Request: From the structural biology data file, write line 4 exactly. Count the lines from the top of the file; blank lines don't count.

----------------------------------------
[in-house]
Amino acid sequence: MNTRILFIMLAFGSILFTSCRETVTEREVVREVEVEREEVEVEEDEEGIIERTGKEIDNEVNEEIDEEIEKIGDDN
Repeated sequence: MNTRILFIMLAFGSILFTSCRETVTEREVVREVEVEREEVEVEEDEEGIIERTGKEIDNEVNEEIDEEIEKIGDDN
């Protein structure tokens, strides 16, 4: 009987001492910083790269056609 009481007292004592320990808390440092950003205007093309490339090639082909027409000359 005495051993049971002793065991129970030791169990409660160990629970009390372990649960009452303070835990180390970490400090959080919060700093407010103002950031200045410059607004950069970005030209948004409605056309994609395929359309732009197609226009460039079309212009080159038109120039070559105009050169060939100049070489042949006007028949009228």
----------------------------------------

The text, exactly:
């Protein structure tokens, strides 16, 4: 009987001492910083790269056609 009481007292004592320990808390440092950003205007093309490339090639082909027409000359 005495051993049971002793065991129970030791169990409660160990629970009390372990649960009452303070835990180390970490400090959080919060700093407010103002950031200045410059607004950069970005030209948004409605056309994609395929359309732009197609226009460039079309212009080159038109120039070559105009050169060939100049070489042949006007028949009228």